The panic primarily affected New York and Pennsylvania with reverberations in the bordering states of New Jersey and Connecticut. On August 6, 1789 the Bank of America in Philadelphia printed 1d and 3d small change notes to help alleviate the small change problem. This solution was greeted with enthusiasm and lead to a boom in small change note production. By September New York City formulated a plan, they were accepting only New Jersey coppers and no others. This had stabilized the situation somewhat so that rather than the 48 to 60 coppers to a shilling of July, by September merchants were accepting 24 New Jersey coppers to the shilling. However, the situation had not abated everywhere, on Long Island Sound coppers were going for 72 to the shilling. By September Connecticut was still trading coppers at 48 to the shilling while Boston had not been affected by the panic and continued to use their usual rate of 18 coppers per shilling. Conditions slowly began to stabilize in affected areas as additional small change issues became available.

    Small change notes

    In response to the "Copper Panic" cities, private businesses, banks and churches printed their own small change notes during the period 1789 through 1799. Most issues were from New York with others from New Jersey and a few from Pennsylvania and Connecticut. In more rural areas regional associations printed money as the Lansingburgh Museum, which printed notes used by a group of 27 merchants throughout Rensselear county in New York. Of course churches were greatly affected, as several individuals passed their otherwise unusable coppers in the weekly collection. In response to this practice several ministers printed small change notes. Parishioners were asked to purchase a quantity of the notes from the church and then over the weeks contribute them to the Sunday collection plate rather than giving unacceptable coppers.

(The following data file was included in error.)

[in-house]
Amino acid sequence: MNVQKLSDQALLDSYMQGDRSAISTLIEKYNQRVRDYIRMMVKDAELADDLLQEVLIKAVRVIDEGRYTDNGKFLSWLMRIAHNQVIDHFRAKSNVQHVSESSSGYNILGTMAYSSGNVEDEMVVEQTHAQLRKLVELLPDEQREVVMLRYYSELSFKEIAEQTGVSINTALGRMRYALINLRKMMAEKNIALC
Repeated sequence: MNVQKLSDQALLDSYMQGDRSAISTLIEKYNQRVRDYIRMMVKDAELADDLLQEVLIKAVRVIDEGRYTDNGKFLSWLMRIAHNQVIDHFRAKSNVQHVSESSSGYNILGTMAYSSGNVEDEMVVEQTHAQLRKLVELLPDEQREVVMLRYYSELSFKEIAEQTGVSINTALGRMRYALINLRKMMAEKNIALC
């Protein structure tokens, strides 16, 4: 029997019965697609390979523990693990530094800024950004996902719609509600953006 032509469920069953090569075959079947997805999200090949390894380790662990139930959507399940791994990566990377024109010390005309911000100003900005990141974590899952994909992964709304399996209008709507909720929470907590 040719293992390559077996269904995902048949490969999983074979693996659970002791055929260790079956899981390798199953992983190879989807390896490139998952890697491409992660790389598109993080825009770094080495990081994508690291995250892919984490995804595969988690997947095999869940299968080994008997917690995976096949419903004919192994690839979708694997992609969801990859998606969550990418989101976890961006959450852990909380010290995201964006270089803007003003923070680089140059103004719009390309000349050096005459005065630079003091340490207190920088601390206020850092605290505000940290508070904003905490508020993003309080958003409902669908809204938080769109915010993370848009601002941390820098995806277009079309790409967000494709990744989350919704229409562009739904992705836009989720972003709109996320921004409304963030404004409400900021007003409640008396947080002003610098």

Most of these small change issues were printed between 1790 and 1793. Based on the emissions listed in Newman the totals are as follows: In New York there were at least 56 issues with dates ranging from the private issue at Waterford signed by Richard Davis, Jr. and Jacoburt Schoonhoven of September 10, 1789 to the Cayuga Bridge Company issue of September 12, 1799, but with ten undated issues. In New Jersey there were a total of 16 small change issues dated from Azariah Hunt's early issue of August 1786 to the City of New Brunswick issue of March 1796. Pennsylvania had 4 issues starting with the large emission of the Bank of America on August 6, 1789 to a small private issue of Fred Hubley of December 13, 1789. Connecticut produced 4 small change issues from the emission of the Union Bank of New London on August 6, 1792 to the Norwich Bank issue of May 10, 1799 and the Hartford and New Haven Turnpike small note issue of 1799. In Rhode Island there was a single small change issue by the Washington Bank in 1800 and in South Carolina the City of Charleston emitted small change issues on July 6, 1789 and October 9, 1793.

    Some small change emissions had been issued during the revolutionary war both by states and by private individuals because of a lack of coinage. These issues were not in response to the post war copper panic and were not counted in the above totals. It is also possible eight of the New Jersey issues mentioned above, dating 1786-1787, were simply part of this earlier tradition, rather than in response to the problems with coppers. Indeed, Azariah Hunt had previously been a partner of Moore Furman who had issued small change notes on November 1, 1776. Excluding these issues would reduce the New Jersey copper panic emissions to eight issues starting with the Borough of Elizabeth issue of March 25, 1790.